There are many documents that you need to maintain as a landlord. These documents can protect you in case your tenant decides to sue, or if the Internal Revenue Service (IRS) decides to do an audit on your rental property. Below, we’ve broken down a few of the documents that you should not throw away:
1. Pre-Screening Form
Not all landlords will pre-screen their tenants, but it would be wise to do so if you don’t want to waste your time with tenants that aren’t “worth” pursuing. By pre-qualifying or pre-screening your tenants, you’ll be able to “weed out” those that probably won’t meet your requirements, or those who won’t be able to pay the application fee.
If you do decide to pre-screen your tenants through a property management company, make sure to keep copies of the pre-screening form.
2. Rental Application
The rental application is a form that your potential tenant fills out. It allows you, the property owner, to evaluate whether or not a tenant is trustworthy and capable of making their monthly payments on time.
This is of the most important documents landlords should maintain. Even if you don’t end up renting out your property to an applicant, you shouldn’t throw away their documents. In case someone challenges your choice not to accept an applicant, you can use their documents to show the courts why. Plus, if an applicant claims that they were discriminated against due to their race, color, religion, etc., you can use their rental application to protect yourself.
Do note that if you asked your potential tenant to submit more documents, such as references, proof of income, etc., be sure to keep them on file, too. As a rule of thumb, everything that they give you needs to be kept.
3. Tenant Screening Documents
As you screen your tenants, you will likely ask them to show proof that they can pay their rent, as well as references to show their trustworthiness. You will also likely run a background check to be certain that your tenants are who they say they are. Whatever your tenants give you at this stage, whether it’s a written consent to pull their credit report, you should store it all.
If you partnered with a property management company to screen your tenants, they should be able to store the documents in a safe place for you.
4. Lease Agreement
Don’t throw away the lease agreement (signed, of course). Without the lease agreement, you won’t be able to prove that you and your tenant ever entered into an agreement.
Some property owners believe that when a tenant moves out, they can throw away these documents. However, not only is this against the law in some states (for example, in New York, landlords need to keep the documents for seven years), but it also puts you at risk in case of legal disputes.
Besides, the lease agreement is what outlines you and your tenant’s responsibilities. Without it, you won’t be able to tell your tenant what to do, as you will have no way to prove that they ever agreed to those conditions. For instance, if your tenant fails to clean the property, you can’t evict them due to neglect if you can’t show that they agreed to do so. Along with that, you also won’t be able to collect fees, because there’s no legal document that says you can.
Pro Tip: To draft a fool-proof lease agreement, get the help of a professional property management agent.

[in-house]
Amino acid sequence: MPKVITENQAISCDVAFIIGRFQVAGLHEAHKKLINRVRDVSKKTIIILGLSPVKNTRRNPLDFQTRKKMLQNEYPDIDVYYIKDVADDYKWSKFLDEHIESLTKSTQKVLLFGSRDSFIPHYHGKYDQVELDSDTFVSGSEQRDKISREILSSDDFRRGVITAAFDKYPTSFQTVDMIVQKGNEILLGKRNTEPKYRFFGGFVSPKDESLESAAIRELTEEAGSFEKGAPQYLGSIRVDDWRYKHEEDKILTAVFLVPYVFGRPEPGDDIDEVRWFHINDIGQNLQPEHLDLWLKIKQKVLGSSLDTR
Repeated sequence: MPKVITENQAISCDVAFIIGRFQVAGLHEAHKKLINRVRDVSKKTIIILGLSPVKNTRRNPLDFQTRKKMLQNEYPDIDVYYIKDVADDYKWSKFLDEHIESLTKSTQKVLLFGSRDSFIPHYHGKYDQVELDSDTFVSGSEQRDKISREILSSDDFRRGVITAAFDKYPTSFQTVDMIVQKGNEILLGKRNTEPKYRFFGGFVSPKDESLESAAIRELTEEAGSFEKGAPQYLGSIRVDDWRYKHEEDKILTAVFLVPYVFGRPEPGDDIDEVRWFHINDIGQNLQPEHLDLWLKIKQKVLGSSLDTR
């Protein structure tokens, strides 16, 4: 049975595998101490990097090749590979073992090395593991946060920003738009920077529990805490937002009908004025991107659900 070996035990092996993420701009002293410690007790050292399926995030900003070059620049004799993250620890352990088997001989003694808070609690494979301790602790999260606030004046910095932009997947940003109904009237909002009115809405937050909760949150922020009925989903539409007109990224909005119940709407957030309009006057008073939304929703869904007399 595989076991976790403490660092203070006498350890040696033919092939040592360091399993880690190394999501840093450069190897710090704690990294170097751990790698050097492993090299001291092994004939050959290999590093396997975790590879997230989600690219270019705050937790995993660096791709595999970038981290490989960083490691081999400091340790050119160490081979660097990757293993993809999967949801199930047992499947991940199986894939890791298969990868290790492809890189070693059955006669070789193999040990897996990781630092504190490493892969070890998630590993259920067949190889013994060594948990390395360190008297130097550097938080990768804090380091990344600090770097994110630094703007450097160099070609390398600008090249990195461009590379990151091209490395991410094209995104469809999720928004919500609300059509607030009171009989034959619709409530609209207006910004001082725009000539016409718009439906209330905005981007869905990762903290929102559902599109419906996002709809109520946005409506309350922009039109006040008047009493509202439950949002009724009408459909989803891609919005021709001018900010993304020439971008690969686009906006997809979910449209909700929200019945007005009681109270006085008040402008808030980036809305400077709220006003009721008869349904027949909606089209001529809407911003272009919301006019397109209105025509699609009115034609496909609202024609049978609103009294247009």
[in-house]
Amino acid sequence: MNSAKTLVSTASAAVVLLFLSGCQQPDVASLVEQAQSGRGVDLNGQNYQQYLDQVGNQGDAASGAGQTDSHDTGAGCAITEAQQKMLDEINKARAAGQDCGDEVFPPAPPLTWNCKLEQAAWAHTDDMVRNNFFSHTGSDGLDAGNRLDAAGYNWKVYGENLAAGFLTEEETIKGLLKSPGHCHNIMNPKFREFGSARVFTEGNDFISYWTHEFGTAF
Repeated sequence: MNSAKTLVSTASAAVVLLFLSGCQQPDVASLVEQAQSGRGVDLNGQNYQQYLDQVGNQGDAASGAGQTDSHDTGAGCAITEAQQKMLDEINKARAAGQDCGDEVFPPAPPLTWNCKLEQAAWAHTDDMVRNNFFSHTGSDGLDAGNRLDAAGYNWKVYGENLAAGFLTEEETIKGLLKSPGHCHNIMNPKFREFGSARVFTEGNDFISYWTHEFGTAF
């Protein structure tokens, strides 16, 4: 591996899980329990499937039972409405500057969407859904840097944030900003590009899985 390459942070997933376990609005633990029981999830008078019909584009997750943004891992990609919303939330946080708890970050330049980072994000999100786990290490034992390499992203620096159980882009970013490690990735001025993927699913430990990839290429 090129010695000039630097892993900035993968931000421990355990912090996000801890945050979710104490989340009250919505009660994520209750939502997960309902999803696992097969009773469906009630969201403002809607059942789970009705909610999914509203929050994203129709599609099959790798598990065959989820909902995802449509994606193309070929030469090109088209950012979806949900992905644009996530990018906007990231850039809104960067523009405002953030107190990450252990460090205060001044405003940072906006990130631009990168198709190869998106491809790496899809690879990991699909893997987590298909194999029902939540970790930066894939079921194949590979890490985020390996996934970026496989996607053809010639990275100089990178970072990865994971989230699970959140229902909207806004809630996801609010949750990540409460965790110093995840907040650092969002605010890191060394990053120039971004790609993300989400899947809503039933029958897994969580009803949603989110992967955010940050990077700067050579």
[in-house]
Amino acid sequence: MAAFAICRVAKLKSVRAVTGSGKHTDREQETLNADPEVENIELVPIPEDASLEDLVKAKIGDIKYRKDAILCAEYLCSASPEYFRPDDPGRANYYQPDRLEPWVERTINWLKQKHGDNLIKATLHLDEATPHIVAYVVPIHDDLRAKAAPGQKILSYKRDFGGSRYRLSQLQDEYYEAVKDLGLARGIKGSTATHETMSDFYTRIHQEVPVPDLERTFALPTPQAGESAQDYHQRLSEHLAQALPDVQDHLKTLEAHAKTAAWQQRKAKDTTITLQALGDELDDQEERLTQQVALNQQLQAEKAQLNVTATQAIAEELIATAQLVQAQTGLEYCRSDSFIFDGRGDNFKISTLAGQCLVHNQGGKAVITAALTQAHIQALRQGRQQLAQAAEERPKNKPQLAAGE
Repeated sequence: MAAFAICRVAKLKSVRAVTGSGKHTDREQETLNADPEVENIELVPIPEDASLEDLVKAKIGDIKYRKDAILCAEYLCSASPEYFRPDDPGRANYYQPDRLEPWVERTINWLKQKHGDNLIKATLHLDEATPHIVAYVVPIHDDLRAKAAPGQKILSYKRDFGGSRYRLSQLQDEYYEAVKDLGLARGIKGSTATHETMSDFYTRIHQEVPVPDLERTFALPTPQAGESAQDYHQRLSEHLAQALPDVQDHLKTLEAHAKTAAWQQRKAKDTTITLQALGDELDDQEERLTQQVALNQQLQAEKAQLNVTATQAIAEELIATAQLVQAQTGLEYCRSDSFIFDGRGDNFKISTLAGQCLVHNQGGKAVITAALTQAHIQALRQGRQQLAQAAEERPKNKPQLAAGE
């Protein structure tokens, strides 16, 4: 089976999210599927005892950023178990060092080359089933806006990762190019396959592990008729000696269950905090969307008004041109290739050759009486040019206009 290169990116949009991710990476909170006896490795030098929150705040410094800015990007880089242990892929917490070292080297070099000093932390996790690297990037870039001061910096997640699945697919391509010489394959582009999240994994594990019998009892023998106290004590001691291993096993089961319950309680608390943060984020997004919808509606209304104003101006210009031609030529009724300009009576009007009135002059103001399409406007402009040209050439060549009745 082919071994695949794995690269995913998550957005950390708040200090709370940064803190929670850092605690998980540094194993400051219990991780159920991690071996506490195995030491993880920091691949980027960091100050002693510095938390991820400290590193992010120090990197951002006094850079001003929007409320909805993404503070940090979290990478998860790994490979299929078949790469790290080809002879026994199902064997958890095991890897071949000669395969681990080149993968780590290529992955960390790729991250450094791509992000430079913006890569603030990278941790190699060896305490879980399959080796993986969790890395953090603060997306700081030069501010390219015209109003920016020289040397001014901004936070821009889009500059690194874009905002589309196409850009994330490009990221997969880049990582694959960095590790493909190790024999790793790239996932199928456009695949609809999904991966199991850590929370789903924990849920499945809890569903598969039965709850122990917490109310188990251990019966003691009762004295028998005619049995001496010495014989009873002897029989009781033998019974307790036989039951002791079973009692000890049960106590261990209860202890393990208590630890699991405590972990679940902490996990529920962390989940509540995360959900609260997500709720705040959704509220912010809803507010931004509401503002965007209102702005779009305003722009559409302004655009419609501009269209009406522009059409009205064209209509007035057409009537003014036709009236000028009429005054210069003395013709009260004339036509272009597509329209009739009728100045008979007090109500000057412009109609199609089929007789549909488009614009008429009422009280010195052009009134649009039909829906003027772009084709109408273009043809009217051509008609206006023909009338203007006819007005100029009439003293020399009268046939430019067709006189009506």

5. Rent Payments
Problems tend to arise due to rent payments. When tenants are late on rent for the second time around, the landlord can evict them – that is, if they can prove that this isn’t the first offense. That’s precisely why you need to document your tenants’ rent payments.
Without proper documentation of rent payments, you won’t be able to collect late rent fees. That’s because you won’t be able to show that your tenant truly was late on their rent. Also, if you evict them due to the nonpayment of rent, the tenant may claim that they were wrongly evicted. Again, rent payment documents can protect you in case of legal disputes.
6. Tenant Communication
Every time you communicate with your tenant, whether it’s via text, email, etc., you have to retain “traces” of your interaction. This can come in the form of emails, screenshots, call logs, and more. It’s important to retain communications in case your tenant claims that they were never informed of, say, entry to the property.
Let’s say that your tenant texted you to report a faulty AC unit. You texted back and asked your South Florida property management company to go and check it out, and they do get it fixed. However, your tenant still sues you and claims that you ignored their complaint. The good news is that you were able to save your text messages, so you’re able to show the court that you did address your tenant’s complaints promptly.
7. Move-in and Move-out Checklists
Move-in checklists are important as they’re what you will compare your property to upon move-out. As a landlord, you can collect a fee from your tenant to pay for the costs of repairs, if you find that they damaged the property. You can also subtract the costs for repairs from their security deposit. However, to do either of these, you will need to prove that the condition upon move-out is not the same as the condition upon move-in.
It would be unlawful to charge the costs of repairs to your tenant if you can’t prove that they were the ones that caused the damage. Do note, however, that damage needs to be beyond wear and tear – if it’s regular damage (e.g., scuff marks on the floor), you can’t charge it to your tenant.
These are only a few of the documents you need to safe-keep. A property management company will be able to guide you as to the state-specific documents you need to retain by law. To make sure you don’t throw away essential documents, partner with the experts at Luxury Property Care today. Our role is to aid landlords such as yourself in managing their residential rental properties through all of the steps.